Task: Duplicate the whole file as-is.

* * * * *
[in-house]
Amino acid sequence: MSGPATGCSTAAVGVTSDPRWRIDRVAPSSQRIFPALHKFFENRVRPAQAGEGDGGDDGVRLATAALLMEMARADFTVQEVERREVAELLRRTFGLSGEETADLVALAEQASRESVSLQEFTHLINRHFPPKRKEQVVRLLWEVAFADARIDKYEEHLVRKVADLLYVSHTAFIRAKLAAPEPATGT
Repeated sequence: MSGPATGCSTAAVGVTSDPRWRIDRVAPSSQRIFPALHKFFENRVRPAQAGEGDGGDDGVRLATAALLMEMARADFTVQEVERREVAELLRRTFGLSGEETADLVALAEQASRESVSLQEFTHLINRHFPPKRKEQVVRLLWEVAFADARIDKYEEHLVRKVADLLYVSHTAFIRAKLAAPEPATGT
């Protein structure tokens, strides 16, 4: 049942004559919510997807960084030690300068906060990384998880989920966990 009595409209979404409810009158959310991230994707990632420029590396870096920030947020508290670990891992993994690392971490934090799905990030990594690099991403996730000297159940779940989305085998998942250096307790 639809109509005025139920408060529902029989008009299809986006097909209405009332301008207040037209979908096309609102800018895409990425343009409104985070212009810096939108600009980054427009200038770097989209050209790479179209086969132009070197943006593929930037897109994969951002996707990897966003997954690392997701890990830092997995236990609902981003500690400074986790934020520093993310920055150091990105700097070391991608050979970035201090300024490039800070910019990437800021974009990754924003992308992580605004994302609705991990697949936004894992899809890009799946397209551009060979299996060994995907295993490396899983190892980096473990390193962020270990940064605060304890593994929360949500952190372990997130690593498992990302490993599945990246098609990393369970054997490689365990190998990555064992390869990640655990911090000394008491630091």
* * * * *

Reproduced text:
[in-house]
Amino acid sequence: MSGPATGCSTAAVGVTSDPRWRIDRVAPSSQRIFPALHKFFENRVRPAQAGEGDGGDDGVRLATAALLMEMARADFTVQEVERREVAELLRRTFGLSGEETADLVALAEQASRESVSLQEFTHLINRHFPPKRKEQVVRLLWEVAFADARIDKYEEHLVRKVADLLYVSHTAFIRAKLAAPEPATGT
Repeated sequence: MSGPATGCSTAAVGVTSDPRWRIDRVAPSSQRIFPALHKFFENRVRPAQAGEGDGGDDGVRLATAALLMEMARADFTVQEVERREVAELLRRTFGLSGEETADLVALAEQASRESVSLQEFTHLINRHFPPKRKEQVVRLLWEVAFADARIDKYEEHLVRKVADLLYVSHTAFIRAKLAAPEPATGT
């Protein structure tokens, strides 16, 4: 049942004559919510997807960084030690300068906060990384998880989920966990 009595409209979404409810009158959310991230994707990632420029590396870096920030947020508290670990891992993994690392971490934090799905990030990594690099991403996730000297159940779940989305085998998942250096307790 639809109509005025139920408060529902029989008009299809986006097909209405009332301008207040037209979908096309609102800018895409990425343009409104985070212009810096939108600009980054427009200038770097989209050209790479179209086969132009070197943006593929930037897109994969951002996707990897966003997954690392997701890990830092997995236990609902981003500690400074986790934020520093993310920055150091990105700097070391991608050979970035201090300024490039800070910019990437800021974009990754924003992308992580605004994302609705991990697949936004894992899809890009799946397209551009060979299996060994995907295993490396899983190892980096473990390193962020270990940064605060304890593994929360949500952190372990997130690593498992990302490993599945990246098609990393369970054997490689365990190998990555064992390869990640655990911090000394008491630091």